Redrow, the British housebuilder, has reported that profits tumbled by almost two-thirds over the year to June 28 due to the effects of the coronavirus pandemic. COVID-19 pandemic affected construction and sales which lead Redrow to lower profits.
It said that pre-tax profits slid by 65.5% to £140 million for the year, as revenues dived by 37% to £1.34 billion.
Legal completions on properties also dropped by 37% to 4,032 deals for the year.
However, the company said it now has a “record order book” and has completed “substantially more homes in the first few weeks of the new financial year” than during the same period last year.
The company says it completed very few sales in the final quarter of the financial year.
This is hardly surprising, of course, given that very little was happening in the housing market for about a month and a half.
Redrow said it now has “high levels of work in progress” amid strong demand following the pandemic.
The company that its order book of £1.42 billion is up 39% on the same period last year, while reservations for the first 11 weeks of the new financial year increased by 12%.
It said it expects this to support Redrow’s plans to drive regional growth, after announcing plans to scale back its London operations in June.
Redrow said it shut down its construction sites in March, before reopening its first sites again in May.
It said sales centres also reopened on an appointment-only basis in May before full reopening a month later.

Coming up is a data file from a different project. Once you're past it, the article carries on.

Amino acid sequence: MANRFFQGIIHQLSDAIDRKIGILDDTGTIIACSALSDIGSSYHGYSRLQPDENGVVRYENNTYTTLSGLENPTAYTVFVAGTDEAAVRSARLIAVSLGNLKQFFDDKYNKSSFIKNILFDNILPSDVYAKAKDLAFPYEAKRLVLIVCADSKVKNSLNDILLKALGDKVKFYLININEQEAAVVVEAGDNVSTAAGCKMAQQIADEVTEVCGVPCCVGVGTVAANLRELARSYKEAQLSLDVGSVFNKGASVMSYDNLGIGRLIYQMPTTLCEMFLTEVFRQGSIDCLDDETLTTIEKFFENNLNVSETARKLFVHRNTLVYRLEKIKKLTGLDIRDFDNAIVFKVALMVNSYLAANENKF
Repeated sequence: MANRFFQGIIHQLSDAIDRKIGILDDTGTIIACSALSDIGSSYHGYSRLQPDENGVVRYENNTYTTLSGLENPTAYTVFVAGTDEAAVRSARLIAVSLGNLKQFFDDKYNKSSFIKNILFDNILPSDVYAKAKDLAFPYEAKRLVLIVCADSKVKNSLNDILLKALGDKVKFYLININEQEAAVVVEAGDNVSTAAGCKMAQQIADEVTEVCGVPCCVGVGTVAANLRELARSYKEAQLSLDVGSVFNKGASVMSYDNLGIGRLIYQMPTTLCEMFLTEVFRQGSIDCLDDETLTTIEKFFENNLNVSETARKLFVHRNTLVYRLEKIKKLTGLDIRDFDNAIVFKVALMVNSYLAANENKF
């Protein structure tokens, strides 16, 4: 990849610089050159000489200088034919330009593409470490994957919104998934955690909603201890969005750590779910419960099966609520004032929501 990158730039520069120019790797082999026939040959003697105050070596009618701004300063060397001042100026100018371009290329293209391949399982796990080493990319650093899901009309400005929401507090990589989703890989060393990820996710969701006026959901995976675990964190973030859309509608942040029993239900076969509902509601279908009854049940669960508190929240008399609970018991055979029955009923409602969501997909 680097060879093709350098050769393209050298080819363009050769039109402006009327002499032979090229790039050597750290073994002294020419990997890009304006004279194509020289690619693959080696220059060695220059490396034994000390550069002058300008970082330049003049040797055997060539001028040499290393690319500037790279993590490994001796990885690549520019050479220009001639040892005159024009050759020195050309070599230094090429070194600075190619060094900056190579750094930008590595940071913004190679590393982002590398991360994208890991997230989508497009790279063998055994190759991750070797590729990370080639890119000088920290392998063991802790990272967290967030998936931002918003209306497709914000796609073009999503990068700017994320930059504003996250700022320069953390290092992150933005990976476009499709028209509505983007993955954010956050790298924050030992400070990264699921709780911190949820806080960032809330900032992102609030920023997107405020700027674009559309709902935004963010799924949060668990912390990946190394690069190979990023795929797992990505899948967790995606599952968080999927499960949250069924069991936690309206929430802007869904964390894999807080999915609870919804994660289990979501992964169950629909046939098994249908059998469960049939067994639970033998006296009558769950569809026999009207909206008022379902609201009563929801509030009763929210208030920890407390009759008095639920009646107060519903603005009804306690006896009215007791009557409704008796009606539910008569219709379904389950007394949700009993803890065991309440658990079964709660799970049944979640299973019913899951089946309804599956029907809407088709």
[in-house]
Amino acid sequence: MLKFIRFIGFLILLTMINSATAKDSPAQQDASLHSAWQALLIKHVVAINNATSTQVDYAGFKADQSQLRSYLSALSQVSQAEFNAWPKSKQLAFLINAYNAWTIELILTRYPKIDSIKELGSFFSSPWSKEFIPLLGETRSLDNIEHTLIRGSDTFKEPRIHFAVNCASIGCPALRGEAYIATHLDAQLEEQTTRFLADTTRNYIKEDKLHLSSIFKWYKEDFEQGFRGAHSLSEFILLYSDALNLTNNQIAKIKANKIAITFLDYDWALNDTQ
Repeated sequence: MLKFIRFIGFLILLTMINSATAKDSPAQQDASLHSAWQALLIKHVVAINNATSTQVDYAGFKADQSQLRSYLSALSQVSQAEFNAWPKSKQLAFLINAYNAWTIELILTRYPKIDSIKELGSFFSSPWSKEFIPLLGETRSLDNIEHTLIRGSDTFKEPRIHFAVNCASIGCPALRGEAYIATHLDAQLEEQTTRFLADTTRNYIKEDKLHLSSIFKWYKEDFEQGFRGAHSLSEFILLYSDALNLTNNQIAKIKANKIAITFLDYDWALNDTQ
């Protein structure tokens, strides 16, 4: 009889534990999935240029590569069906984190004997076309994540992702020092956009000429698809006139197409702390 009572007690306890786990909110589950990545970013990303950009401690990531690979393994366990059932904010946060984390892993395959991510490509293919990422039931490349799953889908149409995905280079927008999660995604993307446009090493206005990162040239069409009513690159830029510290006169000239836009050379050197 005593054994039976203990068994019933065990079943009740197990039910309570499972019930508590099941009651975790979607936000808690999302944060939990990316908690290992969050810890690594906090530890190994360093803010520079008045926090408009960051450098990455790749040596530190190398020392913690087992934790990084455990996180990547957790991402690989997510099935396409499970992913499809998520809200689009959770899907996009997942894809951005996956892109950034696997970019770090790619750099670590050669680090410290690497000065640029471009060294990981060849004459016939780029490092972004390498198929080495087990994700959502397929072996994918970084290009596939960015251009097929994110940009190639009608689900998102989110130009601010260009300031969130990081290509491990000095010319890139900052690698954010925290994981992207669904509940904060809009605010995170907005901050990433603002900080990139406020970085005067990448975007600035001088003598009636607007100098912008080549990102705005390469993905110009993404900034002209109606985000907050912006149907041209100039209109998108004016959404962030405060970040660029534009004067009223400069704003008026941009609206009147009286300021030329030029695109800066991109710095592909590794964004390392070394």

Redrow furloughed around 80% of staff as part of measures to support its operations during the peak of the pandemic, although all staff returned to work by June.
It said that although demand has jumped since reopening sales sites, there are still a number of factors which could weigh down on the market, including the ongoing impact of the pandemic and “the possibility of a no-deal exit from the EU”.
John Tutte, the company’s Executive Chairman, said about this:
“The COVID-19 pandemic had a profound impact upon the group’s performance in the 2020 financial year but we entered the new financial year in a position of strength.”
“This was due in part, to increased investment earlier in the year in anticipation of strong demand for the Help to Buy scheme ahead of changes to the scheme next year.
“The group is well-placed to deliver a robust performance.”
Despite the company’s revenue dropped, Tutte says, the company began the new financial year with a larger order book.
Tutte also confirmed that a recovery was underway in the housing market. However, he cautioned that this needs to be maintained, saying:
“What we don’t want is to be a short-term recovery. It needs to be a sustainable recovery.”
He believes the Government should consider reforming stamp duty in the long term to achieve this.
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